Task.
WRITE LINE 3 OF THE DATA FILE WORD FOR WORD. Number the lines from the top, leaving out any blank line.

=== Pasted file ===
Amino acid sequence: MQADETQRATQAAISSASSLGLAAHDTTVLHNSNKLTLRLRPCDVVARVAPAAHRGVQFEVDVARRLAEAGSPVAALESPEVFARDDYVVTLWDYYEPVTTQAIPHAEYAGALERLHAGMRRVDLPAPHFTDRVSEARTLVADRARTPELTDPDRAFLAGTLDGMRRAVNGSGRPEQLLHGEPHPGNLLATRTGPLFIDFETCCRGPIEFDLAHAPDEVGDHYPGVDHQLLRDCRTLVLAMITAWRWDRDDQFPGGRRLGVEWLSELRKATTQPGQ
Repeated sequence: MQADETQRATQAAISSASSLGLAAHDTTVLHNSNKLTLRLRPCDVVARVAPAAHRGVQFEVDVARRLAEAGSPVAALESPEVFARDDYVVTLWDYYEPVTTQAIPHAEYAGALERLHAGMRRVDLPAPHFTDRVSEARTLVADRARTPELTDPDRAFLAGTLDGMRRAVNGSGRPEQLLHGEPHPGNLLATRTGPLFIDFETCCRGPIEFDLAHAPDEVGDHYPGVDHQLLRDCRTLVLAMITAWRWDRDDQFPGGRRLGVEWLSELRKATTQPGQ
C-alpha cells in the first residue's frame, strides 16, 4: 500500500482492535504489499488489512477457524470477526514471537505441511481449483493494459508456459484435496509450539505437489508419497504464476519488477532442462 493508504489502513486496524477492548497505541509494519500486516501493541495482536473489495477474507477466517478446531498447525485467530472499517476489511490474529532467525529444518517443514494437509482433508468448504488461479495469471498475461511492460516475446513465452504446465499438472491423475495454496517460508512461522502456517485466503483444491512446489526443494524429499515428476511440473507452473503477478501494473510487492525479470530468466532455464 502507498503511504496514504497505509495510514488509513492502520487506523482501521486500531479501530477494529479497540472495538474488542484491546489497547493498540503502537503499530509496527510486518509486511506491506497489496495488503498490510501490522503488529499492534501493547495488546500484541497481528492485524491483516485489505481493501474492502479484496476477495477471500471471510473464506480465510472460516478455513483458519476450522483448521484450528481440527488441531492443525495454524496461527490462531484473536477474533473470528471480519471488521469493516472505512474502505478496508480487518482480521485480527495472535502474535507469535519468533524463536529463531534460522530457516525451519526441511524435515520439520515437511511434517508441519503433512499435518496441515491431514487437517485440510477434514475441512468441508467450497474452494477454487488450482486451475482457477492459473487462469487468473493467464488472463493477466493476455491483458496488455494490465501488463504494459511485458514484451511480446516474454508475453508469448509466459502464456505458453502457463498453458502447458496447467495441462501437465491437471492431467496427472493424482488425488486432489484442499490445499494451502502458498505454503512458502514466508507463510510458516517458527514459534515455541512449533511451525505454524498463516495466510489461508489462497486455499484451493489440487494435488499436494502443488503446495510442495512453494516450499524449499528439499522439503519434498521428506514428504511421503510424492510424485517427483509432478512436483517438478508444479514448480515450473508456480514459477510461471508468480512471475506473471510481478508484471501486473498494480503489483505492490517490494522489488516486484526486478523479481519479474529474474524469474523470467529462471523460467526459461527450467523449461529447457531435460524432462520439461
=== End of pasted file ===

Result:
C-alpha cells in the first residue's frame, strides 16, 4: 500500500482492535504489499488489512477457524470477526514471537505441511481449483493494459508456459484435496509450539505437489508419497504464476519488477532442462 493508504489502513486496524477492548497505541509494519500486516501493541495482536473489495477474507477466517478446531498447525485467530472499517476489511490474529532467525529444518517443514494437509482433508468448504488461479495469471498475461511492460516475446513465452504446465499438472491423475495454496517460508512461522502456517485466503483444491512446489526443494524429499515428476511440473507452473503477478501494473510487492525479470530468466532455464 502507498503511504496514504497505509495510514488509513492502520487506523482501521486500531479501530477494529479497540472495538474488542484491546489497547493498540503502537503499530509496527510486518509486511506491506497489496495488503498490510501490522503488529499492534501493547495488546500484541497481528492485524491483516485489505481493501474492502479484496476477495477471500471471510473464506480465510472460516478455513483458519476450522483448521484450528481440527488441531492443525495454524496461527490462531484473536477474533473470528471480519471488521469493516472505512474502505478496508480487518482480521485480527495472535502474535507469535519468533524463536529463531534460522530457516525451519526441511524435515520439520515437511511434517508441519503433512499435518496441515491431514487437517485440510477434514475441512468441508467450497474452494477454487488450482486451475482457477492459473487462469487468473493467464488472463493477466493476455491483458496488455494490465501488463504494459511485458514484451511480446516474454508475453508469448509466459502464456505458453502457463498453458502447458496447467495441462501437465491437471492431467496427472493424482488425488486432489484442499490445499494451502502458498505454503512458502514466508507463510510458516517458527514459534515455541512449533511451525505454524498463516495466510489461508489462497486455499484451493489440487494435488499436494502443488503446495510442495512453494516450499524449499528439499522439503519434498521428506514428504511421503510424492510424485517427483509432478512436483517438478508444479514448480515450473508456480514459477510461471508468480512471475506473471510481478508484471501486473498494480503489483505492490517490494522489488516486484526486478523479481519479474529474474524469474523470467529462471523460467526459461527450467523449461529447457531435460524432462520439461